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Medal of Bonaparte and the Treaty of Lunéville

  • Object:


  • Place of origin:

    Birmingham (struck)

  • Date:

    1801 (dated)

  • Artist/Maker:

    Hancock, John Gregory (made)
    Kempson and Kindon (made)

  • Materials and Techniques:

    struck bronze

  • Museum number:


  • Gallery location:

    In Storage

This bronze medal of the bust of Napoleon, when First Consul of France, and commemorating the treaty of Lunéville, shows the British taste for Napoleonic subjects, when Britain remained the principal opponent to Napoleon's power. The collecting of memorabilia of the Revolutionary and Napoleonic Wars would increase after the fall of the Empire.

Physical description

Bronze medal showing the uniformed right profile bust of Napoleon Bonaparte as consul on the obverse, and on the reverse a crown made of branches of oak and palm surrounding an inscription in French.

Place of Origin

Birmingham (struck)


1801 (dated)


Hancock, John Gregory (made)
Kempson and Kindon (made)

Materials and Techniques

struck bronze

Marks and inscriptions


I.G.H. / K&K
Obverse, below sitter's right shoulder.

Wisdom of advice and bravery in fights, 1801


Diameter: 3.5 mm

Object history note

Given by Thomas Tapping, Esq. in 1886.

Historical significance: Bramsen records numerous designs commemorating the Treaty of Lunéville (Paix de Lunéville, Bramsen, 1907, II, pp. 18-23, nos 104-139; this medal no. 115), by French as well as German or British medallists. The model for Napoleon's profile was probably French, as is the inscription in French.
During Napoleon's reign as First Consul and then Emperor, as much as after his fall, memorabilia of the Empire became collectible, and was as such sought in Great Britain.

Historical context note

Napoleon is represented in his uniform of First Consul, a title he used after he seized power on18 Brumaire in 1799 and replaced the Directory with the Consulate.
The date 1801 on the reverse of the medal refers to a stepping stone in the Revolutionary and Napoleonic wars. After a series of victories against the Austrian army in 1800, France forced the Holy Roman Empire to sign a truce at Lunéville on 9 February 1801. As the Austrian ceased combat, Britain remained alone fighting France until the short-lived Peace of Amiens in March 1802. The Treaty of Lunéville was recorded in numerous designs by French, German, but also British medallists.

Peter Kempson was a medallist in Birmingham at the latter end of the eighteenth century and the early nineteenth-century. There, in 1801, he entered into partnership with Samuel Kindon to run a die-sinking establishment, under the style of Kempson and Kindon. They employed the medallist and die-sinker John Gregory Hancock to cut “a series of medals commemorating the Victories of the British armies over Napoleon, the Union with Ireland, George III, and Statesmen of the time’. (Forrer, 1907, III, 141-143,161), While the Treaty of Lunéville does not constitute a British victory, it illustrates the British interest for Napoleon’s deeds on the continent, and shortly precedes Hancock’s 1802 commemorative medal of the Peace of Amiens. He signed his medals HANCOCK, I.G.HANCOCK, and occasionally I.G.H. (as here) or H. (Forrer, 1904, II, 410-412).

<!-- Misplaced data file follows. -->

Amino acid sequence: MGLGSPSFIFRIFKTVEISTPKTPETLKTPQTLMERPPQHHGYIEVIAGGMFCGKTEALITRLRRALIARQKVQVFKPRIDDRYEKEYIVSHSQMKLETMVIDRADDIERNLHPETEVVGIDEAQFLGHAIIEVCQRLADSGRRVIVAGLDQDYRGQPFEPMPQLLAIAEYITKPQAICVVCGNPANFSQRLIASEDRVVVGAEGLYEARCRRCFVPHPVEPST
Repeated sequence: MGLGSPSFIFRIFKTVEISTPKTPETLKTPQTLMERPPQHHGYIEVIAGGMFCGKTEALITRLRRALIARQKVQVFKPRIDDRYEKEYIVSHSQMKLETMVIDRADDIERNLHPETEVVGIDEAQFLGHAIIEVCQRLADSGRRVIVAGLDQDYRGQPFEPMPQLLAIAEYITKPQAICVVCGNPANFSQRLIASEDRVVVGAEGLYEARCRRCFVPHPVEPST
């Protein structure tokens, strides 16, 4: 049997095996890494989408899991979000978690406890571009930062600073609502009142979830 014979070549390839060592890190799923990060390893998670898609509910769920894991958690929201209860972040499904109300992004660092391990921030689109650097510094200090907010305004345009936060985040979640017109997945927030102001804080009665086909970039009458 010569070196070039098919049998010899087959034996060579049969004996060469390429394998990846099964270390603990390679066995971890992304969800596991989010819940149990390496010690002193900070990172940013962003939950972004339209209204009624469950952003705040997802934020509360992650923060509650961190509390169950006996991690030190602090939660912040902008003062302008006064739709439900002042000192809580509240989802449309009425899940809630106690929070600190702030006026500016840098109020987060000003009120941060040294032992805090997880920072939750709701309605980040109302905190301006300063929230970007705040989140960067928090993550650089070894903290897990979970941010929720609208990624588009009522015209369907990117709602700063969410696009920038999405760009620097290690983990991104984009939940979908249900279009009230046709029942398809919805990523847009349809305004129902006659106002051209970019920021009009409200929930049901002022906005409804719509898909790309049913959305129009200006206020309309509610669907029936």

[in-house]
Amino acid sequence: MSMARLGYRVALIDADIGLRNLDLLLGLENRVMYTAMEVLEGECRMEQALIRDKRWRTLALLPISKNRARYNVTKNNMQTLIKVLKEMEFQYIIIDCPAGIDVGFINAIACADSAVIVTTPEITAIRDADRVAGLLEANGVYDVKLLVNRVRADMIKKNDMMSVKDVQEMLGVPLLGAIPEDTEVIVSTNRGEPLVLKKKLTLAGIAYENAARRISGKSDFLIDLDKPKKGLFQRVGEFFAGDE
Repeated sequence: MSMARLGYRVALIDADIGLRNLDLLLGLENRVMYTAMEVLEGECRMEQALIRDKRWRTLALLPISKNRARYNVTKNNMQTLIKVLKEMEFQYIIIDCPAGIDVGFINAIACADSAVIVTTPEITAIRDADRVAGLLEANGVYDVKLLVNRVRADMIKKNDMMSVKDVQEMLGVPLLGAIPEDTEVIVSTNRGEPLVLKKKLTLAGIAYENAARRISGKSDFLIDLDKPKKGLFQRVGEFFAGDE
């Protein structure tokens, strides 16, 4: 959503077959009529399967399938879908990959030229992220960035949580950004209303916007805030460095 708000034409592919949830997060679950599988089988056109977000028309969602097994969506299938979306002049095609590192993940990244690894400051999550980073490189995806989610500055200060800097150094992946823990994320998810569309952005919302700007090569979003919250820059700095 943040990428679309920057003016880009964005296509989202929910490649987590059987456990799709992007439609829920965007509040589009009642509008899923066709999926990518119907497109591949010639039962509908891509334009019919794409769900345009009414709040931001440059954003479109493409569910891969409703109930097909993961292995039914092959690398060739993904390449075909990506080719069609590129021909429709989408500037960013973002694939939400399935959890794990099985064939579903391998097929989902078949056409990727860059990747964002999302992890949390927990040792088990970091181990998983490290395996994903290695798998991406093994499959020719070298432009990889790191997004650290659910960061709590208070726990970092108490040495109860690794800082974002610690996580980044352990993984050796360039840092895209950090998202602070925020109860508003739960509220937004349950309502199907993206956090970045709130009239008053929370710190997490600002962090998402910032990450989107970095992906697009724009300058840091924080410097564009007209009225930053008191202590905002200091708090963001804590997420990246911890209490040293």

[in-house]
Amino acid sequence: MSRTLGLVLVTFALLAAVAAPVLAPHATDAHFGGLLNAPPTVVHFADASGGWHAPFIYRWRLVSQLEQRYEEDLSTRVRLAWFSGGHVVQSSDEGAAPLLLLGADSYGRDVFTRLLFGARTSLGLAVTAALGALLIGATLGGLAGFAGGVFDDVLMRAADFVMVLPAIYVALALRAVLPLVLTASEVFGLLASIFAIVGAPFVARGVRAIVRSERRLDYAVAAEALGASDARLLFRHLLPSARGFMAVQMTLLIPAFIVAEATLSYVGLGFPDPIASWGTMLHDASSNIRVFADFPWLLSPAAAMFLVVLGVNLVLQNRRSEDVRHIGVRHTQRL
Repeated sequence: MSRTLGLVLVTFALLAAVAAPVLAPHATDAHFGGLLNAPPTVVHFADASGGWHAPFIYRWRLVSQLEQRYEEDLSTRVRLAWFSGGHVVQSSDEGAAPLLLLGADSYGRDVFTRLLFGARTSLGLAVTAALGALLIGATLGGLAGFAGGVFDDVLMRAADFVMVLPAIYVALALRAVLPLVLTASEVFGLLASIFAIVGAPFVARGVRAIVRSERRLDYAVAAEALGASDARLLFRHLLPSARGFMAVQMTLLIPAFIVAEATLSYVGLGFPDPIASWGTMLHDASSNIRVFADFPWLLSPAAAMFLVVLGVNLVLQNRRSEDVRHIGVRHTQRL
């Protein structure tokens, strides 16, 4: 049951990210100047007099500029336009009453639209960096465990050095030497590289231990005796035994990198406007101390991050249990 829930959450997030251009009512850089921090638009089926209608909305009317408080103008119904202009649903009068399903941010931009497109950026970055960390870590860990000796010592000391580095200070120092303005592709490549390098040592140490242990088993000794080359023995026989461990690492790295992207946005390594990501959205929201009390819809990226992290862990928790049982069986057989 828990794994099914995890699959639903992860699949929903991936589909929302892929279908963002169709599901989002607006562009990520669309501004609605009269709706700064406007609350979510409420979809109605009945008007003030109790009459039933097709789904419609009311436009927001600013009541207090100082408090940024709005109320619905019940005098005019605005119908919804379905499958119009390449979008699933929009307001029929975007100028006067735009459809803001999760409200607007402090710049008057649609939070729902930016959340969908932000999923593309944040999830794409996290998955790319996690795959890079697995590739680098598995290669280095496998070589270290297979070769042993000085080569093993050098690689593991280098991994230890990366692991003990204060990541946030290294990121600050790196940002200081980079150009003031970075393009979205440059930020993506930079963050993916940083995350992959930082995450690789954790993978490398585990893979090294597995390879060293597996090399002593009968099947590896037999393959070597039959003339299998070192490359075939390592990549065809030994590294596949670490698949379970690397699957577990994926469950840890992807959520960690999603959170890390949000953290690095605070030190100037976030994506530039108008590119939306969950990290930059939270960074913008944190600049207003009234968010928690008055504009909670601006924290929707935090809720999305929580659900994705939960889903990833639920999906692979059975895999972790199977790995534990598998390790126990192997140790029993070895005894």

Descriptive line

Medal, bronze. Bust of Napoleon Bonaparte

Bibliographic References (Citation, Note/Abstract, NAL no)

List of Objects in the Art Division, South Kensington Museum acquired during the Year 1886. London: Eyre and Spottiswoode, 1887. pp.27-8
Millin de Grandmaison, Aubert Louis, and James Millingen, Medallic history of Napoleon. A collection of all the medals, coins, and jettons, relating to his actions and reign, from the year 1796 to 1815. London: printed for the editor, and sold by Rodwell and Martin, New Bond-Street. 1819, pp. 17-18, no. 45.
Bramsen, L., Médallier Napoléon Le Grand, ou description des médailles, clichés, repoussés et médailles décorations relatives aux affaires de la France pendant le Consulat et l'Empire…, 3 vols, Paris : Picard, Copenhague : Meyer, 1904-1913, vol. II, pp. 18-23, nos 104-139, esp. 115)
Forrer, Biographical Dictionary of Medallists…, 8 vols, London: Spink & Son, 1904-1930, vol. II pp. 410-412, vol. III pp. 141-143, 161).

Production Note

signed 'I.G.H' and 'K&K'





Subjects depicted

Military uniforms; Wreath


Sculpture; Portraits; Politics; Coins & Medals

Production Type

Mass produced


Sculpture Collection

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